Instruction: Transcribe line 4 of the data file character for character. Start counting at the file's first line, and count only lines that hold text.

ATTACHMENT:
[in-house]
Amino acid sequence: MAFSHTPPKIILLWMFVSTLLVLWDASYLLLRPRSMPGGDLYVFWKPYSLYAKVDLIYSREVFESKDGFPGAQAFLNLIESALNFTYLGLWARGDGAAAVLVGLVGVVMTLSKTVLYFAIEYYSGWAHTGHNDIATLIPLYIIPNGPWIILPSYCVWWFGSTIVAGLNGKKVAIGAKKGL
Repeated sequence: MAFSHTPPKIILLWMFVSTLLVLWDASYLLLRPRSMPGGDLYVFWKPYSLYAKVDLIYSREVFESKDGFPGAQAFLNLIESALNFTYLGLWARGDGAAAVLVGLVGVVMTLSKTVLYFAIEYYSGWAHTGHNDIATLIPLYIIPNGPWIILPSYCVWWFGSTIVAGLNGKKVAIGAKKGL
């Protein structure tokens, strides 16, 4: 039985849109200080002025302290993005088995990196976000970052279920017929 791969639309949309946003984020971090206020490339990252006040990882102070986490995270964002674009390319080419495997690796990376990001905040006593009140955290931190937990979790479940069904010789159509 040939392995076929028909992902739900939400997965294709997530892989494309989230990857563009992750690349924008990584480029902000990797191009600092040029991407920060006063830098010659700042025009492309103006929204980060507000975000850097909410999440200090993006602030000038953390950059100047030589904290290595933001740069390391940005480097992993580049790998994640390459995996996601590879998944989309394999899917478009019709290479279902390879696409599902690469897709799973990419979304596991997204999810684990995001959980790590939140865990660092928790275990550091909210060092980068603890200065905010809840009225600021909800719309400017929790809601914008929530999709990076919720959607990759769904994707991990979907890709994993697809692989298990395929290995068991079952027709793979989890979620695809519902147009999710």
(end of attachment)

């Protein structure tokens, strides 16, 4: 039985849109200080002025302290993005088995990196976000970052279920017929 791969639309949309946003984020971090206020490339990252006040990882102070986490995270964002674009390319080419495997690796990376990001905040006593009140955290931190937990979790479940069904010789159509 040939392995076929028909992902739900939400997965294709997530892989494309989230990857563009992750690349924008990584480029902000990797191009600092040029991407920060006063830098010659700042025009492309103006929204980060507000975000850097909410999440200090993006602030000038953390950059100047030589904290290595933001740069390391940005480097992993580049790998994640390459995996996601590879998944989309394999899917478009019709290479279902390879696409599902690469897709799973990419979304596991997204999810684990995001959980790590939140865990660092928790275990550091909210060092980068603890200065905010809840009225600021909800719309400017929790809601914008929530999709990076919720959607990759769904994707991990979907890709994993697809692989298990395929290995068991079952027709793979989890979620695809519902147009999710």